Additionally, we measured instantaneous light on the sample plants (five to ten locations per crown, depending on the individual crown size) using the same sensors to characterize light conditions on and around the sample plants. After this, RPFD was estimated following the same method described earlier. Irradiance level (on the sample plants) ranged from approximately 0.95% RPFD in closed sites to 8.5% RPFD in relatively open sites.
To compare within and between crowns, specifically the variation in phytoelements, we grouped individuals into two insolation regimes. We formed two groups comprising three individuals each. Four sample plants with intermediate insolation were kept aside to make the groups reasonably discrete. Group one (Gr. I) plants were considered as deeply shaded whose RPFD ranged from 0.95-1.4% while group two (Gr. II) plants were treated as only lightly shaded with varying light levels from 2.5-8.5% RPFD.
We measured laminar length and width (~4,088 leaves) of fully expanded leaves on selected EUs during the period from 1999 to 2003. Then leaf area was estimated by the equation, Y = 0.682 × X (
Leaf area density (m2/m3) was estimated as the product of mean leaf size and the number of leaves present in unit crown space.
We selected twenty EUs (grown in 1998) per individual in different layers covering the entire crown. On those selected EUs, measurement of the EU length, the number of EUs per bud, the number of leaves per EU, the leaf laminar dimensions and the number of dead EUs were determineduntil November 2003. The entire extension growth (from 1998 to 2003) of a selected EU in the crown was defined as a clump (Fig. 1). The clump signified two important ecological aspects of dynamics of leaf display
[Fig. 1.] Some observed branching patterns in Aucuba japonica Thunb. Clump forms of (a), (b), and (c) are generally found at brighter sites and in the uppermost layer of the crown. In these cases, the plant mostly produces terminal reproductive buds where multiple extension units (EUs) elongate from a single bud. Clump forms of (d), (e), and (f ) are often found at darker sites and at the lower part of the crown where buds are mostly of the terminal vegetative type that can give birth to a single shorter EU. They can resume production of a terminal reproductive bud if their size exceeds the critical size (dry weight) for flowering.
structures and pace of space acquisition.
Branching ratio was defined as the ratio of the number of current EUs to the number of one year old EUs. This was applied to compare the branching frequency in different layers of the crown and among the sample plants as well.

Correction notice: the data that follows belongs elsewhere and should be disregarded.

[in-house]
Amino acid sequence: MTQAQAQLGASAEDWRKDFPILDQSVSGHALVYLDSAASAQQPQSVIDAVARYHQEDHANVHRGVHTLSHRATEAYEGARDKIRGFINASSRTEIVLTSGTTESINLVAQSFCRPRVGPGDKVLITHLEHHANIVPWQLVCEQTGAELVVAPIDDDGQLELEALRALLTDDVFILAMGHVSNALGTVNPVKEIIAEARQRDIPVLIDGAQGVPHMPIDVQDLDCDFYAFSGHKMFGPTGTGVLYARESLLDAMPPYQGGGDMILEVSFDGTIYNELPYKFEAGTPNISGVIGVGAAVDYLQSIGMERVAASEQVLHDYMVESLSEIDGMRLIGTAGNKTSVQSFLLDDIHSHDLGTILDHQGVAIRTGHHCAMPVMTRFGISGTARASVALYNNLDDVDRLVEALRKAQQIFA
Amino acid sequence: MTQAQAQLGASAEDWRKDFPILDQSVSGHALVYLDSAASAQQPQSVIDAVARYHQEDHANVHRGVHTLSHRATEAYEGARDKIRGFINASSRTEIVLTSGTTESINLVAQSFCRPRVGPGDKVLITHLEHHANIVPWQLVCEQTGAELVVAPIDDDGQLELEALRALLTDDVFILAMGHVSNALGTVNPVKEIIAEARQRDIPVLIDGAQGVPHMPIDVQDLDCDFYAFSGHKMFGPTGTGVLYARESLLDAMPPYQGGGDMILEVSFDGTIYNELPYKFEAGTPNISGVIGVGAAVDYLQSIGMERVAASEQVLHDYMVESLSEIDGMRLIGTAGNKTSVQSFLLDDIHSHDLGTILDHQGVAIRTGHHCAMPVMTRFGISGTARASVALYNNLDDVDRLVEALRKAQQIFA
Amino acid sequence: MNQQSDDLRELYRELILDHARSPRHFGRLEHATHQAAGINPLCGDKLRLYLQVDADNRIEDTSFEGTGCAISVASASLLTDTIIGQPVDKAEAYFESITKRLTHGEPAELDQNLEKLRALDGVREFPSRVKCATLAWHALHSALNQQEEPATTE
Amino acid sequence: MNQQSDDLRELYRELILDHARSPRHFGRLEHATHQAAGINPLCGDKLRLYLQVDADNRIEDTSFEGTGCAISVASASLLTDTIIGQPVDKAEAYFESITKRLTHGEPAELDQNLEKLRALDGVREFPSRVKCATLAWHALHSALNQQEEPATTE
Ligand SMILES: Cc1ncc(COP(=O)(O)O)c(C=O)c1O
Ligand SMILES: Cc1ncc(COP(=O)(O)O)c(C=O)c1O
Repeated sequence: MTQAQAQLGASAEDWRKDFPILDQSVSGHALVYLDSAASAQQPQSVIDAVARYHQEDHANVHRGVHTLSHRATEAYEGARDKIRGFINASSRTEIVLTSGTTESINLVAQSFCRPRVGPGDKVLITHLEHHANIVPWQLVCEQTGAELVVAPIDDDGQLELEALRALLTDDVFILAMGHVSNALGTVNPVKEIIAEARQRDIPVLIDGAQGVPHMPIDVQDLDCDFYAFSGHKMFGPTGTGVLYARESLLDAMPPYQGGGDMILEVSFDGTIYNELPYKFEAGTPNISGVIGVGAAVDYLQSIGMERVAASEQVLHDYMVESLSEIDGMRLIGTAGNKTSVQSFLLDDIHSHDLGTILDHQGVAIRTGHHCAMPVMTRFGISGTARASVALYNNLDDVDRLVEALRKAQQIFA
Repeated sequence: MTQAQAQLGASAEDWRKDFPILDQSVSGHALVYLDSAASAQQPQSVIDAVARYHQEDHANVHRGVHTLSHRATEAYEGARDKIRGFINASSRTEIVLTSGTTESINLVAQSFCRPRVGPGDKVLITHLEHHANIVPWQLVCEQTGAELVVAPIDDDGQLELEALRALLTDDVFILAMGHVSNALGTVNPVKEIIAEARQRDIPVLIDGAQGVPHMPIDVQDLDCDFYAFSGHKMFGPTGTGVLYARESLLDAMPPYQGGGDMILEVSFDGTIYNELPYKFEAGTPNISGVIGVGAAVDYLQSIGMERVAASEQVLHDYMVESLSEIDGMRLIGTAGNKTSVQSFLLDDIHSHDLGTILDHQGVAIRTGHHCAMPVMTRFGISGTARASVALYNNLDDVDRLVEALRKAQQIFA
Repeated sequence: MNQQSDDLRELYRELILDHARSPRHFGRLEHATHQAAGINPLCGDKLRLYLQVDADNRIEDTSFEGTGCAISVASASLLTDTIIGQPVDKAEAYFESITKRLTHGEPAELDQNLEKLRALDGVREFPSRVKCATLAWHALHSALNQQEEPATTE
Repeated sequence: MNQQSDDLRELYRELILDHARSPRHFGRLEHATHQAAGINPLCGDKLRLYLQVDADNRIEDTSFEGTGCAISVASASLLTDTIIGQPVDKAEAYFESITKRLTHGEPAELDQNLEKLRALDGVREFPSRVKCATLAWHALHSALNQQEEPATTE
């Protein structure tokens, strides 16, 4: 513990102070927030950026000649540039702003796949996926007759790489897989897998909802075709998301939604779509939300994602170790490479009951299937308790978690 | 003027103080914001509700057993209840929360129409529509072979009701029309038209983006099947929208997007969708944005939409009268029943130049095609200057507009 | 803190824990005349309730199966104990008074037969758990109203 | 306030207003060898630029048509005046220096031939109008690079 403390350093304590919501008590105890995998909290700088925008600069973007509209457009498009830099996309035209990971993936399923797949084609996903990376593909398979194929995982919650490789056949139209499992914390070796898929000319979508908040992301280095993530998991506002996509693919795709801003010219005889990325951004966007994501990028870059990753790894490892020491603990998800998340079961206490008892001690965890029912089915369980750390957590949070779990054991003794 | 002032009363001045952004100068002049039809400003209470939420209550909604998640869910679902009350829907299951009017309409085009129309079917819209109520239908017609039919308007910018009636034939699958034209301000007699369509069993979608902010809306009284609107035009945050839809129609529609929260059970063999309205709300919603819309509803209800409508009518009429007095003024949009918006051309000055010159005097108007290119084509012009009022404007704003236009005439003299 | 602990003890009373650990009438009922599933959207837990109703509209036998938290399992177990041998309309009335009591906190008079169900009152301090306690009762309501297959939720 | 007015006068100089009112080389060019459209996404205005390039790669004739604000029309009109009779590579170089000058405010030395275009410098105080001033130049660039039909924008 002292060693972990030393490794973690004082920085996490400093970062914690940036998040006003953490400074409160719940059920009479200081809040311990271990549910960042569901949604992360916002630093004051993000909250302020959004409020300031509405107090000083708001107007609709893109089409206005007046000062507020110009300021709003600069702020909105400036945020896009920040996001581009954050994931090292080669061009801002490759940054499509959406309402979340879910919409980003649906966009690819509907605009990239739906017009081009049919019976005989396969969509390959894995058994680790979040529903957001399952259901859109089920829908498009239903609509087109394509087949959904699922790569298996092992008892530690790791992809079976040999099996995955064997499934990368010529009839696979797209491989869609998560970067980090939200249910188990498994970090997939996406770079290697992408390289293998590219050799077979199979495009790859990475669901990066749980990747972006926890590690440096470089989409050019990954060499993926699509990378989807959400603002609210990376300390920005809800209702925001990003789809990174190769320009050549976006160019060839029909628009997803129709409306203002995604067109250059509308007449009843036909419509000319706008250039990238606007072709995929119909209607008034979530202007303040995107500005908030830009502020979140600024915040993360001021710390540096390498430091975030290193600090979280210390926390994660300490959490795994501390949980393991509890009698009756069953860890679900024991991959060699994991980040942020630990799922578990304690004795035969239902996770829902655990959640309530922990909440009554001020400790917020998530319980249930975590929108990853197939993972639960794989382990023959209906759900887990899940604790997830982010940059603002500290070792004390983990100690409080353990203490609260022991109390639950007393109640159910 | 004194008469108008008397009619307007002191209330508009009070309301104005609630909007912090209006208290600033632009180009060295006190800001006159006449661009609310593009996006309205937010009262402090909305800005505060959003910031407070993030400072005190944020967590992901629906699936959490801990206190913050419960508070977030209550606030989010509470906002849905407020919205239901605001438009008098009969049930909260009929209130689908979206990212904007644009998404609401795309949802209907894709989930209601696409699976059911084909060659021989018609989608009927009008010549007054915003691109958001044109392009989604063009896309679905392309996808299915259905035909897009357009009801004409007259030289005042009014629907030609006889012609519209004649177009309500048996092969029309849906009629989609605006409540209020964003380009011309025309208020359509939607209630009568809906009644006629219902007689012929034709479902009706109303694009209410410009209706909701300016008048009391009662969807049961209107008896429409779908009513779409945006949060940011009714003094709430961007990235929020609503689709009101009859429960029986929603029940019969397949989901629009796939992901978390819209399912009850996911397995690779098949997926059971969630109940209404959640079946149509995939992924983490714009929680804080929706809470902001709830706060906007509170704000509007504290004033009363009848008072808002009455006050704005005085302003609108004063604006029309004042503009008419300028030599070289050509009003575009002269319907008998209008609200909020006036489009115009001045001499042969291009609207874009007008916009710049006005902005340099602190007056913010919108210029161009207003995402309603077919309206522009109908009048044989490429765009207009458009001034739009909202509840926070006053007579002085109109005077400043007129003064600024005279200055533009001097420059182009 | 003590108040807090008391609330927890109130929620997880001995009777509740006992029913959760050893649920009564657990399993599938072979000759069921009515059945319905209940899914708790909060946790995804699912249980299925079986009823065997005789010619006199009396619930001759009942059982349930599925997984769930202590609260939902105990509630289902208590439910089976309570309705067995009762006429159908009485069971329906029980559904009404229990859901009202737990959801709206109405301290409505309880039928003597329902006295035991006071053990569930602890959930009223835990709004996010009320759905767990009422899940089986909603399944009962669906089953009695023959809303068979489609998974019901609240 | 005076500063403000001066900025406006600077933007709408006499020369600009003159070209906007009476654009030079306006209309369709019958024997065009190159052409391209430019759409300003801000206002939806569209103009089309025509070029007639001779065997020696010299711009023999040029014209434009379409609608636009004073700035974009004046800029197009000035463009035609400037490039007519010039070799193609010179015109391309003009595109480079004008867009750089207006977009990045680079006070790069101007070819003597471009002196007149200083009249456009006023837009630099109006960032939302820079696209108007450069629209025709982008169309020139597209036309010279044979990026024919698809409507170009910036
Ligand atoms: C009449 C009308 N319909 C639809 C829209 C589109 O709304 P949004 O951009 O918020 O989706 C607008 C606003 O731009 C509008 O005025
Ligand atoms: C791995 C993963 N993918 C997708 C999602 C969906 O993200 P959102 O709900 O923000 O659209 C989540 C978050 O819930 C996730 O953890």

We measured the bud length and diameter of 300 terminal reproductive buds on 300 hundred adult EUs of similar length (30 buds/plant; 15 buds at the apex layer and 15 buds at the lower most layer of the crown). Measurement was done in November (current season) and at the end of March next year before bud break. Buds were rather elliptical, wider in direction of the first pair of bud scales while suppressed in direction of the second pair. Thus, the bud diameter was measured in two directions perpendicular to each other (a, b & a > b) and then averaged. Assuming a conical shape, we estimated the bud size (volume) by the equation,
where, r = radius [estimated as r = D/2 while, D = (a + b)/2] and h = bud length.
EU is the prime structural unit for leaf display in which the length of EU matters. Length difference among sister EUs (originating from a single bud) initiates in the bud and the difference was furthered followed by bud break. We expressed DD as the ratio of the longer EU (LEU) to the shorter EU (SEU) extending from a single bud. Intermedi-ate EU(s) were excluded in determining DD in which the number of sister EUs exceeded two.
We expressed the degree of anisophylly as the ratio of the leaf area of two leaves opposite to each other on a node. For the anisophyllous nodes, we used the ratio of outer to inner leaf area. The leaf positions were designated in regard to the position of the inflorescence where the outer leaf was positioned away from the inflorescence and the inner was positioned on the side of the inflorescence. The outer leaf was always larger than the inner leaf.
For statistical analyses, Two-way ANOVA, Mann-Whitney U test, and correlation analysis were used wherever applicable, and for obtaining graphs, SPSS Inc. (Chicago, IL, USA) and Excel were used.
The leaf area of plants was mostly displayed in the upper peripheral layer of the crown and decreased towards the lower layers. Both groups of plants showed similar patterns of leaf area display within the crown. For any comparable layers of the crown, Gr. II plants displayed leaf area density (LAD) twice to that of Gr. I. For Gr. I, there was a significant difference (
A significant positive correlation between incident light and branching ratio (Fig. 2c) indicated that branching ratio was a function of light. The branching ratio was significantly higher in plants (Gr. II) under brighter conditions. Branching ratio decreased from the top towards the bottom of the crown and the difference was significant between the top and the lowest layer of the crown (Fig. 2d). Lower branching ratio led to the development